Which Vegetables & Edible Plants Grow Best Indoors?

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Supplement your meals with home-grown vegetables and edible plants even if you don't have outdoor garden space. Include herbs in your indoor growing area to add a quick, fresh burst of flavor to meals during any season. Select miniature vegetables, cool climate and early-season plants. Set the plants up near a large window, south-facing if possible, and install a grow light. Use a combination of colorful containers and hanging pots to create an attractive indoor vegetable garden.

Leafy Greens

Crisp lettuce leaves and shiny spinach packed with vitamins and minerals make a fine addition to a salad, pasta dish or packed into a sandwich. Leaf lettuce varieties and miniature Tom Thumb head lettuce are fast growing for indoor gardens. Use an Italian or spicy blend of leaf lettuce seeds for the bright flavor profile. Plant the Bloomsdale variety of spinach in two- to three-week intervals for an ongoing supply of the dark green vegetable.


Small-fruited tomatoes ripen in the warmth and light of a bright window, while the larger fruited plants may not reach maturity. Choose the cherry-type tomatoes: Tiny Tim, Small Fry, Sweet 100 Patio and Pixie. Gain more space for your indoor garden area by growing tomatoes in an upside-down planter suspended from the ceiling. The plants grow downward out of a hole in the bottom of the planter, leaving flat surface areas near the window free to grow more edible plants.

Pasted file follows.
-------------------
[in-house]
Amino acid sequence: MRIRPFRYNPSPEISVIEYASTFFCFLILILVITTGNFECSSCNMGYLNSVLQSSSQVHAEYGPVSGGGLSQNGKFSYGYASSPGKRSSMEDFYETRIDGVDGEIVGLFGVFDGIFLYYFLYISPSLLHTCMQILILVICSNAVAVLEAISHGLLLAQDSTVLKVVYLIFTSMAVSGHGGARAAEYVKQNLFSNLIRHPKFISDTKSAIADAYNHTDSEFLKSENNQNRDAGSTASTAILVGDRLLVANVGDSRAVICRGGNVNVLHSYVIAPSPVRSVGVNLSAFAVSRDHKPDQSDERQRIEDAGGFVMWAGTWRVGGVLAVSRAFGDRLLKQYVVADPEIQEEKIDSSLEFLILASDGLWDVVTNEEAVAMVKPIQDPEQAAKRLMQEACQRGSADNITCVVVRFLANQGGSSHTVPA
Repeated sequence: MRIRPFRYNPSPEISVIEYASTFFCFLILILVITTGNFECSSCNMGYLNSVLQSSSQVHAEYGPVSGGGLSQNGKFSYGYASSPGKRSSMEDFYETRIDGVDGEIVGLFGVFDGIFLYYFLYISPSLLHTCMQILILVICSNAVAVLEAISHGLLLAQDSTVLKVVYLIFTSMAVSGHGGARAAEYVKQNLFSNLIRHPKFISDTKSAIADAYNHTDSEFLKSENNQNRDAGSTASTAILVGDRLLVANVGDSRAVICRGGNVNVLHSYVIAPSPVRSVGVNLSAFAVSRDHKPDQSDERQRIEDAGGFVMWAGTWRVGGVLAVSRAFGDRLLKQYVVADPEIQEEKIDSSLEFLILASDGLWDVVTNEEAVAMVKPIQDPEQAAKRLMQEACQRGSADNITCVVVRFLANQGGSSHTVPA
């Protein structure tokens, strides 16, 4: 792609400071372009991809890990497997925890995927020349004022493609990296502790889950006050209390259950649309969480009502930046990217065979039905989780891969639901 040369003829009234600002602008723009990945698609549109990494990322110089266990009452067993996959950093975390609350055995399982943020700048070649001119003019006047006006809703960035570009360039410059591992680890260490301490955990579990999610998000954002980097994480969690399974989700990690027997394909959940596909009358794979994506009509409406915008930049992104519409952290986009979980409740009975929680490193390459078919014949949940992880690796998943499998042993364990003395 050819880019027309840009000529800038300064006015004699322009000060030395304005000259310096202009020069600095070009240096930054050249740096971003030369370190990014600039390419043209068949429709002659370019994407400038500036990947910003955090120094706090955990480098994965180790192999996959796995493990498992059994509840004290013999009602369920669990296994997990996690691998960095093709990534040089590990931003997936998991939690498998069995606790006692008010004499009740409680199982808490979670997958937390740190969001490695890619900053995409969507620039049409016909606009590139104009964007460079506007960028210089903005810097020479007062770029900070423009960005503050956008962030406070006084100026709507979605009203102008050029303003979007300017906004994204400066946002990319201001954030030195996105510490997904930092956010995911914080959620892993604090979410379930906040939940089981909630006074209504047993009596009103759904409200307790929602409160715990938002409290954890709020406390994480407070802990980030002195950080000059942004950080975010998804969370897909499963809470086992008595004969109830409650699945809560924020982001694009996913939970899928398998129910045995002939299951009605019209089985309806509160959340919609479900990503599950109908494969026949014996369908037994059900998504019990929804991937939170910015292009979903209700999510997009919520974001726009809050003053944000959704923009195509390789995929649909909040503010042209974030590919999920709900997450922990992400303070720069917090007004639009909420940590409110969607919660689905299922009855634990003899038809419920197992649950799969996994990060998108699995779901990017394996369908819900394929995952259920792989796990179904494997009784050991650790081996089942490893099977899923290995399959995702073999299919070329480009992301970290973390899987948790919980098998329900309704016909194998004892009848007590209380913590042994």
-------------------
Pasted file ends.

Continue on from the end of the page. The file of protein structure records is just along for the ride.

Root Vegetables

Early varieties of radishes, miniature carrots and beets grow outdoors in cooler weather conditions, making them vegetables that adapt well indoors. Cherry Belle and Icicle radishes reward you with crispy globes within four to six weeks. Danvers Half Long, Tiny Sweet and the fingerling varieties of carrots take longer to mature, but provide fresh, sweet flavor when they reach 3 to 4 inches in length. Grow Little Egypt and Early Red Ball beets for both their leafy green tops and the deep red globes that may be oven roasted or sauteed.


Thin-walled peppers grow better indoors than the thick-walled bell pepper varieties. Include both spicy and mild peppers in your indoor garden. The Long Red Cayenne and tiny Thai peppers are visually attractive as they grow and yield fruit that can be used fresh or dried. Sweet Banana and Yolo Wonder peppers bring mild, sweet pepper flavors to classic dishes.


Grow traditional windowsill garden herbs to enhance the flavors in traditional and ethnic cooking. Grow chives, cilantro and both curly leaf and flat-leaf Italian parsley from seed, keeping the soil moist and warm for germination. Add oregano and thyme plants from the nursery to broaden your palette of flavors. Trim the plants often to encourage vigorous growth, using the clippings in your cooking.